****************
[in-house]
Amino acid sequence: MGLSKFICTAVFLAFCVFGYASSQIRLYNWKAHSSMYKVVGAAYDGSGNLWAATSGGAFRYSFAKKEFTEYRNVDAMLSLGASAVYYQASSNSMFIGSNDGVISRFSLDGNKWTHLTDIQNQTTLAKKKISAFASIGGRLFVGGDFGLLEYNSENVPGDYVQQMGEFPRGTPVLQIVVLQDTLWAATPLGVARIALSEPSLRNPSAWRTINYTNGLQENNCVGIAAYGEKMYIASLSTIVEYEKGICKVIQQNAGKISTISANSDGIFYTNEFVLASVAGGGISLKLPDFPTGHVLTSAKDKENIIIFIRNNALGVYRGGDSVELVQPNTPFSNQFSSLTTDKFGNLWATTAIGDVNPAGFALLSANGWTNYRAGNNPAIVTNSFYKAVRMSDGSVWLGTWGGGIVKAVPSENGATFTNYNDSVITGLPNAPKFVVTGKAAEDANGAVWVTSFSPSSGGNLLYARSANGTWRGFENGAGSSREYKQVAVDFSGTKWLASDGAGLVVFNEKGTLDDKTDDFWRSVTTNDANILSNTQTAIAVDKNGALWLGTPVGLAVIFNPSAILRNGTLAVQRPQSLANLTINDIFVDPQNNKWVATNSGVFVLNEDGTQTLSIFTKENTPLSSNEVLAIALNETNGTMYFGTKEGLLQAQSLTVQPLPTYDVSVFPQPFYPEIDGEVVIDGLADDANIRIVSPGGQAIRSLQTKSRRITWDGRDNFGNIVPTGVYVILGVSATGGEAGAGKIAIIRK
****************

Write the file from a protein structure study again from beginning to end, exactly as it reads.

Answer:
[in-house]
Amino acid sequence: MGLSKFICTAVFLAFCVFGYASSQIRLYNWKAHSSMYKVVGAAYDGSGNLWAATSGGAFRYSFAKKEFTEYRNVDAMLSLGASAVYYQASSNSMFIGSNDGVISRFSLDGNKWTHLTDIQNQTTLAKKKISAFASIGGRLFVGGDFGLLEYNSENVPGDYVQQMGEFPRGTPVLQIVVLQDTLWAATPLGVARIALSEPSLRNPSAWRTINYTNGLQENNCVGIAAYGEKMYIASLSTIVEYEKGICKVIQQNAGKISTISANSDGIFYTNEFVLASVAGGGISLKLPDFPTGHVLTSAKDKENIIIFIRNNALGVYRGGDSVELVQPNTPFSNQFSSLTTDKFGNLWATTAIGDVNPAGFALLSANGWTNYRAGNNPAIVTNSFYKAVRMSDGSVWLGTWGGGIVKAVPSENGATFTNYNDSVITGLPNAPKFVVTGKAAEDANGAVWVTSFSPSSGGNLLYARSANGTWRGFENGAGSSREYKQVAVDFSGTKWLASDGAGLVVFNEKGTLDDKTDDFWRSVTTNDANILSNTQTAIAVDKNGALWLGTPVGLAVIFNPSAILRNGTLAVQRPQSLANLTINDIFVDPQNNKWVATNSGVFVLNEDGTQTLSIFTKENTPLSSNEVLAIALNETNGTMYFGTKEGLLQAQSLTVQPLPTYDVSVFPQPFYPEIDGEVVIDGLADDANIRIVSPGGQAIRSLQTKSRRITWDGRDNFGNIVPTGVYVILGVSATGGEAGAGKIAIIRK